Stem and Leaf Plotting

A stem and leaf plot is a special kind of histogram that (1) can be drawn quickly by hand without graph paper and (2) displays not just the shape of a distribution but the values that comprise it. Values are shown to two or three significant figures, a precision appropriate for general use. Hand drawn stem and leaf plots are suited to displaying distributions of up to somewhere between 50 and 100 values.

Consider the numbers 3.39, 2.22, 2.95, 4.88, 5.11, 4.90, 6.77, 5.41, 4.24, 6.25. Rounding to one place after the decimal, the digits to the left of the decimal point become the "stem," the digit after the decimal point (after rounding) the "stem," the digit after the decimal the "leaf," thus:

        2|2 
        3|04 
        4|299
        5|14 
        6|28

The name "stem and leaf" comes from the appearance of the display, which looks like half a leaf, with the stem on the left. Observe that (unlike the familiar histogram) the values many be read off immediately from the display: 2.2, 3.0, 3.4, 4.2, and so on. Observe also that they are displayed in ascending order; the construction of the display has, incidentally, sorted them.

The numbers shown in this display are the total fertility rates for the first 10 (of 40) provinces of Vietnam estimated from the 1989 census, as reported in Table 9.1, page 154, of Vietnam Population Census -1989, Detailed Analysis of Sample Results, General Statistical Office, Hanoi, 1991. Adding the values for the next 10 provinces results in the following stem and leaf for the first 20 provinces:

        2|2
        3|00469
        4|012225699
        5|114
        6|28

While this is a reasonable picture, more detail may be displayed by "stretching" the stem, the stem unit from one to one half a child per woman:

        2|2
        *|
        3|004 
        *|69 
        4|01222 
        *|5699 
        5|114 
        *| 
        6|2
        *|8

For this particular batch of numbers, both plots are reasonable representations. For other distributions, however, the unstretched plot will show too little detail and the stretched plot will be clearly superior.

If stretching by a factor of two doesn't give enough detail, stretching by five probably will. Though further stretching clearly isn't called for by this data, it will serve to illustrate the technique. Note the convenience of the English names of numbers, "t" for two and three, "f" for four and five, "s" for six and seven.

   
        2tfs.3tfs.4tfs.5tfs.6tfs.
        -------------------------
         2   0 469025691 4   2  8 
             0    12  91
               2

The horizontal format shown here is somewhat less convenient to write and type than the vertical format, but is typographically convenient when, as in this case, the vertical format is unduly long. The fixed length fonts (with which stem and leaf plots must be made if typing) are roughly twice as high as they are wide, so that shifting from vertical to horizontal format changes the aspect ratio substantially.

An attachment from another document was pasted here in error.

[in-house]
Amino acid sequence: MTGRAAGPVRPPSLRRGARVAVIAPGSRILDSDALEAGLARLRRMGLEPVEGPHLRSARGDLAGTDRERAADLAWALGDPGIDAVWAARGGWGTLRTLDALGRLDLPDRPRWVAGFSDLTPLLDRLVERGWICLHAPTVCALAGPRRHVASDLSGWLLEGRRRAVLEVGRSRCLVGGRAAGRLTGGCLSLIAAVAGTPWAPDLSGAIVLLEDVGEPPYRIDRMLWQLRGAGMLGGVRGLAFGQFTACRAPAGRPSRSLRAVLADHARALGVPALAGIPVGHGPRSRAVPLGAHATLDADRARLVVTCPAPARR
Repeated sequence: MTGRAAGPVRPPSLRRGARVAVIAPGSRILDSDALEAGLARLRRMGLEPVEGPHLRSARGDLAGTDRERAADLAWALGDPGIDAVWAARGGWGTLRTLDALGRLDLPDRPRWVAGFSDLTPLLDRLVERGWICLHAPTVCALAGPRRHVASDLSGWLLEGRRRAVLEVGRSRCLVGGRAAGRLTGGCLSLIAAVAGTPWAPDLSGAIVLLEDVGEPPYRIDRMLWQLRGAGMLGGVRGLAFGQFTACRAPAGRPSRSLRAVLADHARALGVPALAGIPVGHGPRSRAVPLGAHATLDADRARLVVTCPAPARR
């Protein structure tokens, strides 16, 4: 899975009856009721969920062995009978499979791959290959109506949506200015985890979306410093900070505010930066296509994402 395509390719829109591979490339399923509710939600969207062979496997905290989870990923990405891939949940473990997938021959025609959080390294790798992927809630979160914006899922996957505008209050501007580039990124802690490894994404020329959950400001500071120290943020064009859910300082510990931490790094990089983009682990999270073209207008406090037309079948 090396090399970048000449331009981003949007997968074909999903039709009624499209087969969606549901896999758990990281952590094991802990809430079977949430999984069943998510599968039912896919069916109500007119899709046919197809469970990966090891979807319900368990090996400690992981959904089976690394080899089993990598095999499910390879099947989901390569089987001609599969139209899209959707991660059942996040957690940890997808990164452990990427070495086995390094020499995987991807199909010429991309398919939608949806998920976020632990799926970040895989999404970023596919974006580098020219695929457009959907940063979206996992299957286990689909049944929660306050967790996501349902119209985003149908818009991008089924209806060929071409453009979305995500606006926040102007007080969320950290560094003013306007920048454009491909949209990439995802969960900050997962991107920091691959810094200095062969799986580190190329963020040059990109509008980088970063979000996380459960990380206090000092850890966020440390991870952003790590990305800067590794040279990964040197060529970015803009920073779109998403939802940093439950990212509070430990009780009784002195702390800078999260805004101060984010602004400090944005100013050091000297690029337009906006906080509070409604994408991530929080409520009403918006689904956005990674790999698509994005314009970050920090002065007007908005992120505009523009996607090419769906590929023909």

There are a number of variations in stem and leaf for distributions with a few extreme outliers or with ranges extending over multiple powers of ten. We won't encounter such distributions and so won't discuss these variations here.

Stem and leaf plots should generally be checked by counting the number of leaf digits. When plotting more that 20 or so values, it is useful to write the number of leaf digits for each row to the right or left of the row. On checks in general, note Tukey's suggestion that "We want some checks, but not too many, else we spend all our time getting the errors out of the checks."

The median and upper and lower quartiles of a distribution are readily determined from its stem and leaf plot by counting leaf digits in from either end. It is customary to note the median of the distribution with the notation "m42" together with the plot.

Stem and leaf is an exceptionally quick, flexible, and effective way of following Tukey's injunction

NEVER FAIL TO PLOT AND LOOK!

These notes focus on mechanics of making stem and leaf plots, but the point of making them is to learn about the distribution. Is it unimodal? Is it skewed? How skewed? Are their outliers? How many, how pronounced, how extreme? Are their clusters? Are their gaps? Having made a stem and leaf, we should study it closely, asking first, "What do we see?" and then "What does it (or might it) mean?"

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